We have studied the effects of estrogen and the antiestrogen tamoxifen on the regulation of dihydrofolate reductase (DHFR) gene expression in a methotrexate-resistant (MTXR) human breast cancer cell line MCF-7, which contains a 50-fold increase in the level of DHFR enzyme and amplified DHFR gene sequences. Despite their selection for methotrexate resistance, the MTXR cells have retained many characteristics of the parental MCF-7 cell line. Concentrations of estrogen receptors as well as their binding affinity to estradiol are identical in both cell lines. MTXR MCF-7 cells remain sensitive to estrogen and respond to estradiol with an induction of progesterone receptors, as well as increases in the rate of DNA synthesis and cell growth. Incubation of MTXR MCF-7 cells with estradiol results in an additional 1.5-to 3.0-fold increase in their already elevated level of DHFR. The hormone-induced increases in DNA synthesis and DHFR levels are similar both with respect to the time course of inductions, as well as their dose response to estradiol. However, these two estrogen-induced effects are not coupled, since the induction of DHFR occurs even in the absence of concomitant DNA synthesis. Estradiol has no effect on DHFR enzyme stability; thus, the entire effect of estrogen on DHFR levels results from the increased synthesis of this housekeeping enzyme. In contrast, treatment of MTXR MCF-7 cells with the antiestrogen tamoxifen reduces the rate of DHFR enzyme synthesis, resulting in lower cellular levels of DHFR. These MTXR MCF-7 cells represent a useful model in which to study the mechanisms involved in the modulation of DHFR gene expression by estrogen and tamoxifen. Since the level of DHFR is a critical determinant of methotrexate cytotoxicity understanding, the regulation of DHFR gene expression may have clinical implications for the use of hormonal therapy in combination with chemotherapy for the treatment of breast cancer.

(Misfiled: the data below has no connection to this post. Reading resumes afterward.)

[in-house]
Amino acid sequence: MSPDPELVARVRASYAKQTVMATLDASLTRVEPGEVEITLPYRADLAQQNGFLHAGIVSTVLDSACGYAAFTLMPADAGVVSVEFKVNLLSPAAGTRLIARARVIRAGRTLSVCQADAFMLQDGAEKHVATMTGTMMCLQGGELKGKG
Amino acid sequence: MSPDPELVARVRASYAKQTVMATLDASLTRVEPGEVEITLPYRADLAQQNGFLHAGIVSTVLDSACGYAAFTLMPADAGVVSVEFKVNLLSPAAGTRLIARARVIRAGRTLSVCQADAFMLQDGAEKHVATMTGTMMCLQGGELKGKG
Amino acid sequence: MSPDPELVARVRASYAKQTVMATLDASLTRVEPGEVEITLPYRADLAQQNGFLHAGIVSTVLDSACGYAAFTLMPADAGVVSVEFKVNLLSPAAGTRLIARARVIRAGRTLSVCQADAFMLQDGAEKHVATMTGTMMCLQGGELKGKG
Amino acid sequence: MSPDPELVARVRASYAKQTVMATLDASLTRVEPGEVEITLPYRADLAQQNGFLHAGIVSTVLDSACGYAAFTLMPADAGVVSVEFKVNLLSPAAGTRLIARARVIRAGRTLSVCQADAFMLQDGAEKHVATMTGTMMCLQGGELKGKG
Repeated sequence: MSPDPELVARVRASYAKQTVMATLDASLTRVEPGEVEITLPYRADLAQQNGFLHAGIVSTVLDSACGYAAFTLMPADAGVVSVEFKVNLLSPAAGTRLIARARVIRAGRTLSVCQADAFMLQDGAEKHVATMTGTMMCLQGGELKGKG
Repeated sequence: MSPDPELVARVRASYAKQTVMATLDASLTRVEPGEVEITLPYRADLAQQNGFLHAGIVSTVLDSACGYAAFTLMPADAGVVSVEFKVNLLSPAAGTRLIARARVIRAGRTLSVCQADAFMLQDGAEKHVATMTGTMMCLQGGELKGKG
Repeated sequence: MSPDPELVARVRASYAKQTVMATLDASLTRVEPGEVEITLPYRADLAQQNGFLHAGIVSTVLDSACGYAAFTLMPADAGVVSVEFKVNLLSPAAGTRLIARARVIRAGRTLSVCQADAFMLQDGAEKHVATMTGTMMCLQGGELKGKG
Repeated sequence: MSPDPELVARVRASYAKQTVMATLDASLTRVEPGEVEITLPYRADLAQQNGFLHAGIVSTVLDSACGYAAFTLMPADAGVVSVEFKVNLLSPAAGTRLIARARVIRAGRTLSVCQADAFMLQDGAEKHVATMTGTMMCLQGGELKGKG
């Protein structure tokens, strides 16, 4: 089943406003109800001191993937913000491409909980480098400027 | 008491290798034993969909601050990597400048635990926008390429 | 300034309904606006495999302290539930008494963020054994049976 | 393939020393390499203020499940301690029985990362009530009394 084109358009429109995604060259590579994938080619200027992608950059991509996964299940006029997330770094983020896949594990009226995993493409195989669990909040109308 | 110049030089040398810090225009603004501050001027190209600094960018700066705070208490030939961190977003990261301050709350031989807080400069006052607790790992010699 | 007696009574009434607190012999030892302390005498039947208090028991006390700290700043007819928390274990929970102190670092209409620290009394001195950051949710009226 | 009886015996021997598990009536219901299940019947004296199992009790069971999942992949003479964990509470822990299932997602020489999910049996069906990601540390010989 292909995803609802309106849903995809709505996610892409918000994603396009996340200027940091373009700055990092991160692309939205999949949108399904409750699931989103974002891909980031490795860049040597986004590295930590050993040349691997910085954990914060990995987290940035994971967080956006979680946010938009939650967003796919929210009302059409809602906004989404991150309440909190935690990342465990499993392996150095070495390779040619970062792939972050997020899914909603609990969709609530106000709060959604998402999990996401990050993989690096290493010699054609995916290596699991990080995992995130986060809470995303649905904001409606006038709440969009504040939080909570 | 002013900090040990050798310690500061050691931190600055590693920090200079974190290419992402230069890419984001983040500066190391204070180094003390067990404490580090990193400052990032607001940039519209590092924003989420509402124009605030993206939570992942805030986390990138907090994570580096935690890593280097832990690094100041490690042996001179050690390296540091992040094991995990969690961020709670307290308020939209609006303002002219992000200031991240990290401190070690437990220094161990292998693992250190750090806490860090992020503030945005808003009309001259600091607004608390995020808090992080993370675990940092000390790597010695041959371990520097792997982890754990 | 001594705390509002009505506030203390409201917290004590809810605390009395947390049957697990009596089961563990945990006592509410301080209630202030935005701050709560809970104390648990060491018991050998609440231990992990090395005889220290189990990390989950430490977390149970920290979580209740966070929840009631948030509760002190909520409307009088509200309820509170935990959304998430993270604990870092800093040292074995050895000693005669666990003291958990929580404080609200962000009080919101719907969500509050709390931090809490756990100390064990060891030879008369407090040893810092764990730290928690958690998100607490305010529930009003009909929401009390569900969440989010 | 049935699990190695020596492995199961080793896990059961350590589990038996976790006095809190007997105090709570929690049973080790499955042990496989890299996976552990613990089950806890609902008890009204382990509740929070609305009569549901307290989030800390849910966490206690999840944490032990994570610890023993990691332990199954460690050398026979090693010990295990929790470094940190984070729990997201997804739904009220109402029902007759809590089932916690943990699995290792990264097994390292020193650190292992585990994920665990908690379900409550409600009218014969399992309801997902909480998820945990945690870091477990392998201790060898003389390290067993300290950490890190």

|Original language||English (US)|
|Number of pages||7|
|State||Published - Apr 1 1985|
ASJC Scopus subject areas
- Cancer Research